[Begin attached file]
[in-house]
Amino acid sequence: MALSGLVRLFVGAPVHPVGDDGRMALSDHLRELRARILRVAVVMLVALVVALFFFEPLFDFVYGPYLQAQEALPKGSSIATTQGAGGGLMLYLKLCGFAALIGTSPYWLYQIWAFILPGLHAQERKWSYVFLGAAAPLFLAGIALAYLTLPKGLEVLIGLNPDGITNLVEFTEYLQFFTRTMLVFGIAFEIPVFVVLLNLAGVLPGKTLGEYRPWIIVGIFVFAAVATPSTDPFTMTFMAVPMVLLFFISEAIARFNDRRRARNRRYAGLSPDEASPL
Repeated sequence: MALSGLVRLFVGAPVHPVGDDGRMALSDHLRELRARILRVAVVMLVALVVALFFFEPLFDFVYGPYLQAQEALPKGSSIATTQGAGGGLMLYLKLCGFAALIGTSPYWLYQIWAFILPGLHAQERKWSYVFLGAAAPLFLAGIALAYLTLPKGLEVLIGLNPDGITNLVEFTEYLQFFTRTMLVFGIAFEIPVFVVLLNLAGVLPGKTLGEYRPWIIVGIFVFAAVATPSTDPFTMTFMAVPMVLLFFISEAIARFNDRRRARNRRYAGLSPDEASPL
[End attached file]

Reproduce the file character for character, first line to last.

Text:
[in-house]
Amino acid sequence: MALSGLVRLFVGAPVHPVGDDGRMALSDHLRELRARILRVAVVMLVALVVALFFFEPLFDFVYGPYLQAQEALPKGSSIATTQGAGGGLMLYLKLCGFAALIGTSPYWLYQIWAFILPGLHAQERKWSYVFLGAAAPLFLAGIALAYLTLPKGLEVLIGLNPDGITNLVEFTEYLQFFTRTMLVFGIAFEIPVFVVLLNLAGVLPGKTLGEYRPWIIVGIFVFAAVATPSTDPFTMTFMAVPMVLLFFISEAIARFNDRRRARNRRYAGLSPDEASPL
Repeated sequence: MALSGLVRLFVGAPVHPVGDDGRMALSDHLRELRARILRVAVVMLVALVVALFFFEPLFDFVYGPYLQAQEALPKGSSIATTQGAGGGLMLYLKLCGFAALIGTSPYWLYQIWAFILPGLHAQERKWSYVFLGAAAPLFLAGIALAYLTLPKGLEVLIGLNPDGITNLVEFTEYLQFFTRTMLVFGIAFEIPVFVVLLNLAGVLPGKTLGEYRPWIIVGIFVFAAVATPSTDPFTMTFMAVPMVLLFFISEAIARFNDRRRARNRRYAGLSPDEASPL